Leadership in translating climate science for humanitarian action
Andrew Kroczkiewicz, a veteran meteorologist and senior research scientist at the Columbia Climate School, is harnessing the power of climate and weather data to support disaster risk reduction and advance humanitarian action. His extensive research underscores the urgent need to understand and predict extreme weather events to enhance disaster preparedness, especially in the humanitarian field.
Transforming climate science into actionable vision
Kruchkiewicz’s career spans more than a decade of collaboration with humanitarian agencies such as the Red Cross, striving to strengthen disaster response strategies and create effective early warning systems. The meteorologist defends the pivotal role it plays Climate science translators – Professionals skilled in transforming complex climate data into understandable and actionable information for decision-makers in the humanitarian sector.
Climate information: a tool for humanitarian action
These translators ensure that climate information is not only accessible and accurate, but also actionable, especially for the most vulnerable populations. Kruchkiewicz urges the integration of climate and weather data into humanitarian operational activities. It emphasizes the need to design standard operating procedures to address the unique challenges faced by underserved communities.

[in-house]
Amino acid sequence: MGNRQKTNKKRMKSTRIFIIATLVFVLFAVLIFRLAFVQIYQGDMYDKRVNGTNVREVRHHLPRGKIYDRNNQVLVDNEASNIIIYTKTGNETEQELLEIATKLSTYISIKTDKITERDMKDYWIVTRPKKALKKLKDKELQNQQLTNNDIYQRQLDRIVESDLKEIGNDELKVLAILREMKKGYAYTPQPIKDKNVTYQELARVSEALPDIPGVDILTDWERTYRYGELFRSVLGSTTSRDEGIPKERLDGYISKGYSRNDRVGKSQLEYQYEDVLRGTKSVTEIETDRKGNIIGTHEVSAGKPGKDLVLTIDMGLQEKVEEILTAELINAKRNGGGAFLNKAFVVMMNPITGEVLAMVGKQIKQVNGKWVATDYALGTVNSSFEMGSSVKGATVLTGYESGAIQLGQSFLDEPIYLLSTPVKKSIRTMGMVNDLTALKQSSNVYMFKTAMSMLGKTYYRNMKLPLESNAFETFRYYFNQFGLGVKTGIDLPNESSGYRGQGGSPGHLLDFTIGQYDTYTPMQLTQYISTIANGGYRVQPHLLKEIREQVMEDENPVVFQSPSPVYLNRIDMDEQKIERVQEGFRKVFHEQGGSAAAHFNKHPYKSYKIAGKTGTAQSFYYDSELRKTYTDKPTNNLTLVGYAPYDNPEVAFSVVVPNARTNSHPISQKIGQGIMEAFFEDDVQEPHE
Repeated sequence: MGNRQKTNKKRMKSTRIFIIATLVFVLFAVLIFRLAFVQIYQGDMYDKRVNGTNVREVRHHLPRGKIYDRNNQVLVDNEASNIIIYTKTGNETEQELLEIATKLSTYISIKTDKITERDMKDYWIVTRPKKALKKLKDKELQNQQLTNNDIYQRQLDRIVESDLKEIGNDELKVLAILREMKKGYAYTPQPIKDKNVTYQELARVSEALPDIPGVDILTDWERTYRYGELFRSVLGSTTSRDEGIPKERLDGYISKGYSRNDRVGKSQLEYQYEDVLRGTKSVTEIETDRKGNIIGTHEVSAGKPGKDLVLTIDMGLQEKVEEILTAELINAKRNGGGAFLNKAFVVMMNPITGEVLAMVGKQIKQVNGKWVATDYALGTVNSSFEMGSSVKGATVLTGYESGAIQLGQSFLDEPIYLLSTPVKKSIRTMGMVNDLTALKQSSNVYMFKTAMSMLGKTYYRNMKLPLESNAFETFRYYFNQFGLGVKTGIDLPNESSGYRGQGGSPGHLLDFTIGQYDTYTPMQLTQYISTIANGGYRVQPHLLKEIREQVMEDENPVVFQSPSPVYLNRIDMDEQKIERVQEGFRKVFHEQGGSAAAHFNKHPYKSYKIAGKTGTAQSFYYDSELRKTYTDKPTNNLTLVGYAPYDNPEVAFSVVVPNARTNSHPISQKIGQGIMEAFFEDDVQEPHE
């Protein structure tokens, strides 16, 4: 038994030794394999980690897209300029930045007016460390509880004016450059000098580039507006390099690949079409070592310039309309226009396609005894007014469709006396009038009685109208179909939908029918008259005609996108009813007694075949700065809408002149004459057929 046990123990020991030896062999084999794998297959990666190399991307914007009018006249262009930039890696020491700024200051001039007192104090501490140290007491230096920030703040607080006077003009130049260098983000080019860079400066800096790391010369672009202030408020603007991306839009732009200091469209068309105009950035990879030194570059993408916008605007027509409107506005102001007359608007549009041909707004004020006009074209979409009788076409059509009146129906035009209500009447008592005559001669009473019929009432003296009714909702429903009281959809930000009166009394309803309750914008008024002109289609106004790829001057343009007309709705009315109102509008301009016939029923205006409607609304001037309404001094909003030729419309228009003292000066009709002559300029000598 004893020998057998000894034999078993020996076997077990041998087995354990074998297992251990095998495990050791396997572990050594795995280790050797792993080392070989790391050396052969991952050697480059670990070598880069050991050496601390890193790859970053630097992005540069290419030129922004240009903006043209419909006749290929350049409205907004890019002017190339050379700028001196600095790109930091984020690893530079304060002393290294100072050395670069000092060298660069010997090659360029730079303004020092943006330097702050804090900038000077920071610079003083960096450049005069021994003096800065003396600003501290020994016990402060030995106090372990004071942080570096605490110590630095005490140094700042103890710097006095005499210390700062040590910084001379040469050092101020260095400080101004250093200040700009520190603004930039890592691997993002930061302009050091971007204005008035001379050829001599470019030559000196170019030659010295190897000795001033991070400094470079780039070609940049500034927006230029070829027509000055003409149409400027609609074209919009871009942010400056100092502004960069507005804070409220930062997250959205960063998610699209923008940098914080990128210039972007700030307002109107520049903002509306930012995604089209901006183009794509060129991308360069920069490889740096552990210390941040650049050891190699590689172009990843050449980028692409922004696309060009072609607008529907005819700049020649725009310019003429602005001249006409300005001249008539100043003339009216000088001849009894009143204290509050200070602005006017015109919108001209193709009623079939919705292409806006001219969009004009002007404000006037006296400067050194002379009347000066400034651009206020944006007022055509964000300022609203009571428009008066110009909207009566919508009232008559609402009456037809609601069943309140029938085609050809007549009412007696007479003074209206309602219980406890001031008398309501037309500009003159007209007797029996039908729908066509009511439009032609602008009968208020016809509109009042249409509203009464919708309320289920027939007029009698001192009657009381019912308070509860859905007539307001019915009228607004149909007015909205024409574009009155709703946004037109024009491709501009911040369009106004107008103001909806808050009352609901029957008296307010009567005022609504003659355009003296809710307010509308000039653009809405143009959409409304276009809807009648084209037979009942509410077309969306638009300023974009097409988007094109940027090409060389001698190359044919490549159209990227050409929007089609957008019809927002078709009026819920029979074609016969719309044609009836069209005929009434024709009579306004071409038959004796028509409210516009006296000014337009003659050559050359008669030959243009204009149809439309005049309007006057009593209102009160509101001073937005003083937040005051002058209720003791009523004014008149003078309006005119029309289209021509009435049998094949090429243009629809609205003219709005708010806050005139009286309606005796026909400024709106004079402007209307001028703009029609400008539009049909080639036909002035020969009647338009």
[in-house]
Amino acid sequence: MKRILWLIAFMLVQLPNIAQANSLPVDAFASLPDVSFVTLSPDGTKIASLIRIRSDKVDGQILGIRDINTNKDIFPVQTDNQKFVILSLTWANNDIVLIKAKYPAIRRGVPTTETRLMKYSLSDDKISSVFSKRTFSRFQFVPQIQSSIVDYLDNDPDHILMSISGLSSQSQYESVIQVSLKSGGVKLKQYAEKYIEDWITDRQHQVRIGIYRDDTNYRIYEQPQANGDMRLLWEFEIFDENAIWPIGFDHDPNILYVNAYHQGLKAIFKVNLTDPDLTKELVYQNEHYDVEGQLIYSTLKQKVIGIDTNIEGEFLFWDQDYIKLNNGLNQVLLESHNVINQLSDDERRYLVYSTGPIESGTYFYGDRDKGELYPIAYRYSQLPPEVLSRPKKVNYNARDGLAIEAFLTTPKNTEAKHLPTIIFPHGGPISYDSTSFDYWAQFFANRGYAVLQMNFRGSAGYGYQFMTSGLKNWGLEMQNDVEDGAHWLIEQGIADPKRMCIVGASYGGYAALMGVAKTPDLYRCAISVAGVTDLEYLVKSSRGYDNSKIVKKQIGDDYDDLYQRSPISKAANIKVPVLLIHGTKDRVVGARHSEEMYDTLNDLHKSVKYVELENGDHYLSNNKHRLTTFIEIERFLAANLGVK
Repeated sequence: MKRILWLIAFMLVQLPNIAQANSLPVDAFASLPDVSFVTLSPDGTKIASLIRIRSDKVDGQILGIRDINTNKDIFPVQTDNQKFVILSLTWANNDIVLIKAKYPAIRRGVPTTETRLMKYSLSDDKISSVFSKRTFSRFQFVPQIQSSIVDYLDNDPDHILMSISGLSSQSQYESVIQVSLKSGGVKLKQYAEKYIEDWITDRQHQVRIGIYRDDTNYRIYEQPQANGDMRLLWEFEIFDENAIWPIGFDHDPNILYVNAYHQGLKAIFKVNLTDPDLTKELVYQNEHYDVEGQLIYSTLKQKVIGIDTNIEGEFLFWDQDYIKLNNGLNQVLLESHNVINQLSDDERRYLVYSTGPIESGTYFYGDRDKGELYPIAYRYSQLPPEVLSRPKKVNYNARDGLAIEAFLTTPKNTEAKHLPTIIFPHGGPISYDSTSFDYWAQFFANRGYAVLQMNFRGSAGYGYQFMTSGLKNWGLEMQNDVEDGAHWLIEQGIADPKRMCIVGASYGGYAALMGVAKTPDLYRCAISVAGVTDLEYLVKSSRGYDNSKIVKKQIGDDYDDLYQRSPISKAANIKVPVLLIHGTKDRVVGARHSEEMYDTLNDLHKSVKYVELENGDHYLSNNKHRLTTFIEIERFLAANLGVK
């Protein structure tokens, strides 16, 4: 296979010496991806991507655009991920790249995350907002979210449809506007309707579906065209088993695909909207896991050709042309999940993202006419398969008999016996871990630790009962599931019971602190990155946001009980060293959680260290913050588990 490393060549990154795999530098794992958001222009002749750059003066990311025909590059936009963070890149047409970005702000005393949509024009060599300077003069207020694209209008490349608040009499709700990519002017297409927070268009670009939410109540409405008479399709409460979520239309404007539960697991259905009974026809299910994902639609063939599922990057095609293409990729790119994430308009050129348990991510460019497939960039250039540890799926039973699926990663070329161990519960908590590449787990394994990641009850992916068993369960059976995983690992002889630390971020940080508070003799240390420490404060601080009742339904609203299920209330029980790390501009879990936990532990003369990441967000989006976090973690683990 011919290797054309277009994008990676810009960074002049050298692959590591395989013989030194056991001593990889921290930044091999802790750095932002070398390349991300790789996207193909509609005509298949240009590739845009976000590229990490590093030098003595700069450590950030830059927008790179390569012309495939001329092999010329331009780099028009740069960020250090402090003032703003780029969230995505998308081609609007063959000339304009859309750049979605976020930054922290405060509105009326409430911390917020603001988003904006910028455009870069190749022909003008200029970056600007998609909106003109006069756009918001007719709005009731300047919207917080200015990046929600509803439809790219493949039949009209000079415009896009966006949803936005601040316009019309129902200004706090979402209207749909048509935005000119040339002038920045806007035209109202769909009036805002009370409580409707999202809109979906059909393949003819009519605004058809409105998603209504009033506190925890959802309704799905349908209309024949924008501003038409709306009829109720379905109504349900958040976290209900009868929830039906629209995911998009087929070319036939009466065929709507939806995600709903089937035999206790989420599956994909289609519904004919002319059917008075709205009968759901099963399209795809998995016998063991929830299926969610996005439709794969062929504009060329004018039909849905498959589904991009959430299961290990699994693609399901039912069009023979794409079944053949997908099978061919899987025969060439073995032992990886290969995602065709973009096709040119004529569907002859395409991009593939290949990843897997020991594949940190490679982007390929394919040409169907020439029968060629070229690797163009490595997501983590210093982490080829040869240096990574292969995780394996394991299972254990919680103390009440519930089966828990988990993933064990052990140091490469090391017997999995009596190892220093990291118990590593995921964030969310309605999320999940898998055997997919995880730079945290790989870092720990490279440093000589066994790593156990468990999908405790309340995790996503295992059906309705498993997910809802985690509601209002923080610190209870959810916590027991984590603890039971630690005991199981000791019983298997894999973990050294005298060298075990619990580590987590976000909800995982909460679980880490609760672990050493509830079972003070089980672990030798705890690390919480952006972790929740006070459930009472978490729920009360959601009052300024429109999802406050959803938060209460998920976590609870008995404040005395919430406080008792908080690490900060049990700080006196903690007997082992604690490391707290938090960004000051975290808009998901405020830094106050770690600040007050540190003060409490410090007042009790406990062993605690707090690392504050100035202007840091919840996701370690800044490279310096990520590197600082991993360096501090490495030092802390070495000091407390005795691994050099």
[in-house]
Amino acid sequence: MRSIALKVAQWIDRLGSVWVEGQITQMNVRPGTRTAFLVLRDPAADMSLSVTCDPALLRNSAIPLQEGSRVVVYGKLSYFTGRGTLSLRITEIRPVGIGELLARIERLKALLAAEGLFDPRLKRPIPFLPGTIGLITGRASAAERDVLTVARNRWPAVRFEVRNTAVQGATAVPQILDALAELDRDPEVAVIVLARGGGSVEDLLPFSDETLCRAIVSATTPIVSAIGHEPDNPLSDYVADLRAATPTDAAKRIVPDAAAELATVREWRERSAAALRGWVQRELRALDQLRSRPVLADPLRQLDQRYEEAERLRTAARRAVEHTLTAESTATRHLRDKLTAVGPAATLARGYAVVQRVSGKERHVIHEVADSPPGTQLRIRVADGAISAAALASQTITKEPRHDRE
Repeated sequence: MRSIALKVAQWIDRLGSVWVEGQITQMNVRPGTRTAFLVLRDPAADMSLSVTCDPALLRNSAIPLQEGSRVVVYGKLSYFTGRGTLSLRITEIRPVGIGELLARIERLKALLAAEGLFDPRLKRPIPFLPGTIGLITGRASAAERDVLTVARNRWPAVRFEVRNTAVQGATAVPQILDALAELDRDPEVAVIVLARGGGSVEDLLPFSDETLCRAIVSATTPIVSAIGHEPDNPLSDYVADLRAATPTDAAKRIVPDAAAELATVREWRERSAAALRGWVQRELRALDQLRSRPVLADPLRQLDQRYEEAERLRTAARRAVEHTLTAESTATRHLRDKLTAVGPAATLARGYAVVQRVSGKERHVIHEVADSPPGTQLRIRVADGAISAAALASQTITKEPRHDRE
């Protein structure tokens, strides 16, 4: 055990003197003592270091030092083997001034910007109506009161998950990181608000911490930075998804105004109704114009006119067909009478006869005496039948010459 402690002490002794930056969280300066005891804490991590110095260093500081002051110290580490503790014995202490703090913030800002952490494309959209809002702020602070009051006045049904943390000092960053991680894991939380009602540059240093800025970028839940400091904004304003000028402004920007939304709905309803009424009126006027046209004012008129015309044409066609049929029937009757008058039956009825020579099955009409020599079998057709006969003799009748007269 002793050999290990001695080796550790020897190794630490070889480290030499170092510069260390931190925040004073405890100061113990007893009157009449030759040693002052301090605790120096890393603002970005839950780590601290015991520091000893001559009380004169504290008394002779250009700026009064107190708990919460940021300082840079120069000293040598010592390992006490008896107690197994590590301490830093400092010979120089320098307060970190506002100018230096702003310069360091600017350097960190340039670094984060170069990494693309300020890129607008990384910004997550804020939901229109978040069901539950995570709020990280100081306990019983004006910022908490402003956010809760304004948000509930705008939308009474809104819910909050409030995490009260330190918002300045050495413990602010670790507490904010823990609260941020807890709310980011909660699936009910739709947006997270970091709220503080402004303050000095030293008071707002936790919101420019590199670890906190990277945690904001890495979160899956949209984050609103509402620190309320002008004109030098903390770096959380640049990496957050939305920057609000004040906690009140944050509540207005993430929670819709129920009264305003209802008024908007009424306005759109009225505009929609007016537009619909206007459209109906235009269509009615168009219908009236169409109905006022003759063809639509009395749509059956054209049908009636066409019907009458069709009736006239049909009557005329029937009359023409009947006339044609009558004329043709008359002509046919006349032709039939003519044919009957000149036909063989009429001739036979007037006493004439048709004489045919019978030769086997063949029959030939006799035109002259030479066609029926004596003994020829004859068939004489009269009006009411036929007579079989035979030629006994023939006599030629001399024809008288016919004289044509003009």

Proactive disaster preparedness: A shift in approach
Through collaboration with the Red Cross Red Crescent Climate Centre, Kruczkiewicz has made significant contributions to initiatives such as the dzud early warning system in Mongolia. This system provides herders with the necessary knowledge to protect their livestock from extreme cold waves. His work embodies the shift towards proactive disaster preparedness, moving from mere response to anticipation and preparation.
Training the next generation of climate science translators
Kruczkiewicz also stresses the importance of cultivating a new generation of climate science translators. He points to the Climate and Society Program at Columbia University as an ideal initiative to bridge the gap between climate science and decision-making. He urges other academic institutions to emulate this approach, with the ultimate goal of mitigating the effects of climate change on people, especially in a world where temperature rises could exceed 1.5 degrees Celsius. This warming is likely to create new challenges for humanitarian action.